“I would do my damn best to be more happy than not.”
After the death of his father, Aaron Soto wants to forget. A revolutionary memory-alteration procedure might be the answer. But is he ready to erase all the memories he have with his best friend Thomas and move on with his life?
The Adam Silvera book marathon continues. “More Happy Than Not” is Silvera’s debut novel about race, class, and sexuality. Of course, it has a futuristic touch on it, as was Silvera’s signature. The book tells the story from the point of view of sixteen-year-old Aaron Soto, who experienced so much pain, having lost his father a few months ago. To find happiness, he believes that he needs to forget. Enter Leteo Institute and their revolutionary memory-alteration procedure that might be the answer to his problem.
Just as when you thought that you know where this book will take you, it will then get more interesting than it already is. The conflict is simple: Aaron with his problems about his family and failed love affair with a guy, But with the Leteo memory-alteration procedure, the story becomes more interesting. The plot twists will make readers flipped through the pages, wanting to read more. The last one (I will not say here to avoid spoilers) although a bit expected, was still shocking.
“My life isn’t one sad ending–it’s a series of endless happy beginnings.”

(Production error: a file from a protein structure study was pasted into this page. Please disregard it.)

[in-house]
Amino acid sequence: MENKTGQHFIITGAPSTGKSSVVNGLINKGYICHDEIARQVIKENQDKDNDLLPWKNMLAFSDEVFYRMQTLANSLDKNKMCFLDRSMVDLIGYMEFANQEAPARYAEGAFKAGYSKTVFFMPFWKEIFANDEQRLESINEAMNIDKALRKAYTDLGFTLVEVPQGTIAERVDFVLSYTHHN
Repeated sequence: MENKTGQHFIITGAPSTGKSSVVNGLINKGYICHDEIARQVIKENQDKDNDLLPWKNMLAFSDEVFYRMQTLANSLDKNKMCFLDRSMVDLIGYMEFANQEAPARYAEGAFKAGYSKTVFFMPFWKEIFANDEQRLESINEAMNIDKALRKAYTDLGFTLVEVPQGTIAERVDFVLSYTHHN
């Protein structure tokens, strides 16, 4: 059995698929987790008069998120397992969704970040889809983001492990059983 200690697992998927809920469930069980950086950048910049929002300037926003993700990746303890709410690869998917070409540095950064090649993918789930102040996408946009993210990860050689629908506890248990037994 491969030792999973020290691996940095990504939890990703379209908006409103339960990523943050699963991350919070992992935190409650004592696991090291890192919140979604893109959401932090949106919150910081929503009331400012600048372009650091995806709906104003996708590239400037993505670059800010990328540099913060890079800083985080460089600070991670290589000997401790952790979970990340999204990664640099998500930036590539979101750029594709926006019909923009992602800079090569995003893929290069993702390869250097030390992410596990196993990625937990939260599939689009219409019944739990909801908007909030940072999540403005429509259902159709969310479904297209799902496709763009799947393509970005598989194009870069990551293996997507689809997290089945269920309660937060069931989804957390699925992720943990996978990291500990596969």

“More Happy Than Not” discusses what it means to forget, and how taking the easy way out affects not only yourself but the people around you.
The characters are all flawed and real. It’s weird to become attached to Aaron’s love interest only to find that there’s another one, the original one I might say. It’s a bit disorienting but sort of genius on Silvera’s part. I just want to take note here of the fact that Aaron can’t believe Thomas is straight. Come on, bro. Move on.
Sun god Worthy (4 out of 5 stars). “It’s okay how some stories leave off without an ending. Life doesn’t always deliver the one you would expect,” says Aaron. This maybe sums up the plot of “More Happy Than Not.” It might have a futuristic touch in it but it is as raw and as true to life as you can get, with all its happiness and heartbreaks. This is one beautiful book to read.
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